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Interview with Yury Karash

Yury Karash, an independent space expert, joined Russia Today in Zhukovsky at the MAKS air show to comment on the Russian shuttle Kliper, as a symbol of the revival of  the Russian aerospace industry.

Russia Today: Yury, you have been keeping an eye on what is going on with Roskosmos and with the Kliper. Can you tell us what you know?

Yury Karash: Russia is currently re-considering the design of the Kliper spacecraft. This spacecraft was developed as a winged reusable machine. However, this design did not prove to be viable, and currently Russia is re-considering it. Moreover, the Kliper design, as it is, did not manage to pass even a single peer review apparently, according to the Head of Roskosmos, Anatoly Perminov.

RT: So, basically, what you are saying is that, as of now, the Kliper project is going nowhere Has it been put to bed?

Y.K.: No, the Kliper, as an idea, as a replacement for Soyuz spacecraft, as a next generation spacecraft, is not dead, of course. We are talking about the existing design of Kliper which is, as I  said earlier, a winged re-usable spacecraft, and Anatoly Perminov made a very good reference to the vehicle. He said: "Look, the Americans actually are going back to the concept of disposable spacecraft, pretty much like Soyuz or Apollo.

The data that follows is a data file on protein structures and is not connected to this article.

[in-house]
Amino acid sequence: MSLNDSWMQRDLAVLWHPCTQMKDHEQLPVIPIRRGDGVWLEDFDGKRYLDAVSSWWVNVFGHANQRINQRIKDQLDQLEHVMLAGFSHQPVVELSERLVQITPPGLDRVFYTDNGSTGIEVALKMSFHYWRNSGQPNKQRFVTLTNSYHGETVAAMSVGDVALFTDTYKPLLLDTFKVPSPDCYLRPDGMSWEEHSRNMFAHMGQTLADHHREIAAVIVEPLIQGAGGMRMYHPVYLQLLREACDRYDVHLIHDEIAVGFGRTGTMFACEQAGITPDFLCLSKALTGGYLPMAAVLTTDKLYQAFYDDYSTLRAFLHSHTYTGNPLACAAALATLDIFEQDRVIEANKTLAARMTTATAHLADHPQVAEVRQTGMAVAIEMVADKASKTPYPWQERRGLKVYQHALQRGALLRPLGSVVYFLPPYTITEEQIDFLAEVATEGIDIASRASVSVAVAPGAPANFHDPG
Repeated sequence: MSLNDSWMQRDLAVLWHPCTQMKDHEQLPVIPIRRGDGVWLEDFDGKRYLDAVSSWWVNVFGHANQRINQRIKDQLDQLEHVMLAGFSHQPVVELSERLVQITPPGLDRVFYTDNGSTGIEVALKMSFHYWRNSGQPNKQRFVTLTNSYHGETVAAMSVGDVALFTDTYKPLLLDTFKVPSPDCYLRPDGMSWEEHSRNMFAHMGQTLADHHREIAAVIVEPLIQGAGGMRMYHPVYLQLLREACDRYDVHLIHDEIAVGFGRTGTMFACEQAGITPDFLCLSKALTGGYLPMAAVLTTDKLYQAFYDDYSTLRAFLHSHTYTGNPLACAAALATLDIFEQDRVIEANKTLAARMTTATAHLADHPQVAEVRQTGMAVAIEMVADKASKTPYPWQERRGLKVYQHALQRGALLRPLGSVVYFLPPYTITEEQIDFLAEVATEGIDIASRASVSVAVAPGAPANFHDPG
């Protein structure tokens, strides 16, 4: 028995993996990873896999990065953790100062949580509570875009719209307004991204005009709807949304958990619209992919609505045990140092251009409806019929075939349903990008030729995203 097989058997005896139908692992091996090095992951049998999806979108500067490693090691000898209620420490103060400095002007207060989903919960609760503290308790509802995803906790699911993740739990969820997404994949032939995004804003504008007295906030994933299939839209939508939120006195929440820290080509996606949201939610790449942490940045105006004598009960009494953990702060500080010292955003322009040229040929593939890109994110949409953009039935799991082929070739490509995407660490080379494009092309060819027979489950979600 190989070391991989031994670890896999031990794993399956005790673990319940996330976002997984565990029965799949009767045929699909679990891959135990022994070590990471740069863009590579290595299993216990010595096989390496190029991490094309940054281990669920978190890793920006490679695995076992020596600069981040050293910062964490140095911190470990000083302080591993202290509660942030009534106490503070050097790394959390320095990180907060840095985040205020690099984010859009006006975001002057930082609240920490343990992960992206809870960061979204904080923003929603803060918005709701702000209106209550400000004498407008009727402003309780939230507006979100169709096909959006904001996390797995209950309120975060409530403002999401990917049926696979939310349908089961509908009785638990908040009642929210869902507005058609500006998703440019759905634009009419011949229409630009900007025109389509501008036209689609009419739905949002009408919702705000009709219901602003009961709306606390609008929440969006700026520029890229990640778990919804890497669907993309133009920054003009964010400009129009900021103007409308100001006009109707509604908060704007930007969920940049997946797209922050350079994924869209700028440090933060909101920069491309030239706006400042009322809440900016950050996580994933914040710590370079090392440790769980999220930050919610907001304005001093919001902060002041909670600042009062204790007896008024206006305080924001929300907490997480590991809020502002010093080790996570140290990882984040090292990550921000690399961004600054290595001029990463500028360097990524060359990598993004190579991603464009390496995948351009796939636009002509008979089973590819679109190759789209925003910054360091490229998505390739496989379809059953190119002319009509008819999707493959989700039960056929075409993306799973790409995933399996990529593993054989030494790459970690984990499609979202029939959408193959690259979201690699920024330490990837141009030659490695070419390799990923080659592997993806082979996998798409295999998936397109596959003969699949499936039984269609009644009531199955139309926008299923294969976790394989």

RT: Ok, that is Kliper, that is the big story, but there is a lot of other stuff going on in the space sphere here today. Russia has signed a deal with the European Space Agency to develop a weather satellite. What do you think is the most significant development in space technology agreements that is going to be made here at MAKS 2007?

Y.K.: It is hard to say because MAKS is not over yet. However, my particular field of expertise is human spacecraft, and I see some very encouraging signs of the upcoming European-Russian co-operation in this area. The first step will be Mars 500, an experiment which is supposed to simulate some conditions of a mission to Mars and back to Earth. So hopefully, some day, this will get to the point when the Russians, the Europeans, and hopefully the Americans, will work on the accomplishment of a real mission to the Red Planet.